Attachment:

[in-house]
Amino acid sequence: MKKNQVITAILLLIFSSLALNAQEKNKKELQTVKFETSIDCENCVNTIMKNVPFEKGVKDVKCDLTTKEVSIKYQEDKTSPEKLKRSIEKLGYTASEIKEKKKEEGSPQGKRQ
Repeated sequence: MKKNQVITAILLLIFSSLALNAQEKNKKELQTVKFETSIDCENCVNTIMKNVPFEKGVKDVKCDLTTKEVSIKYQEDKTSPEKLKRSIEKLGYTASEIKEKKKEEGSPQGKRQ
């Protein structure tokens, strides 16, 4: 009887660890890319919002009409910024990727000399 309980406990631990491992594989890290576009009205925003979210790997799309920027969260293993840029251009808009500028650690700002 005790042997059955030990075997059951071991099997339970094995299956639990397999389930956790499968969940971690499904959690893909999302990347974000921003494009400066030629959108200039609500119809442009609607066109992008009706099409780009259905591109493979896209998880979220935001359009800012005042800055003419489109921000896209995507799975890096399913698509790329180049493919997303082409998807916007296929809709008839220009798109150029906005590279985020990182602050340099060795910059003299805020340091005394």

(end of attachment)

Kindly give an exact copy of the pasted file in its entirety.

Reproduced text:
[in-house]
Amino acid sequence: MKKNQVITAILLLIFSSLALNAQEKNKKELQTVKFETSIDCENCVNTIMKNVPFEKGVKDVKCDLTTKEVSIKYQEDKTSPEKLKRSIEKLGYTASEIKEKKKEEGSPQGKRQ
Repeated sequence: MKKNQVITAILLLIFSSLALNAQEKNKKELQTVKFETSIDCENCVNTIMKNVPFEKGVKDVKCDLTTKEVSIKYQEDKTSPEKLKRSIEKLGYTASEIKEKKKEEGSPQGKRQ
């Protein structure tokens, strides 16, 4: 009887660890890319919002009409910024990727000399 309980406990631990491992594989890290576009009205925003979210790997799309920027969260293993840029251009808009500028650690700002 005790042997059955030990075997059951071991099997339970094995299956639990397999389930956790499968969940971690499904959690893909999302990347974000921003494009400066030629959108200039609500119809442009609607066109992008009706099409780009259905591109493979896209998880979220935001359009800012005042800055003419489109921000896209995507799975890096399913698509790329180049493919997303082409998807916007296929809709008839220009798109150029906005590279985020990182602050340099060795910059003299805020340091005394």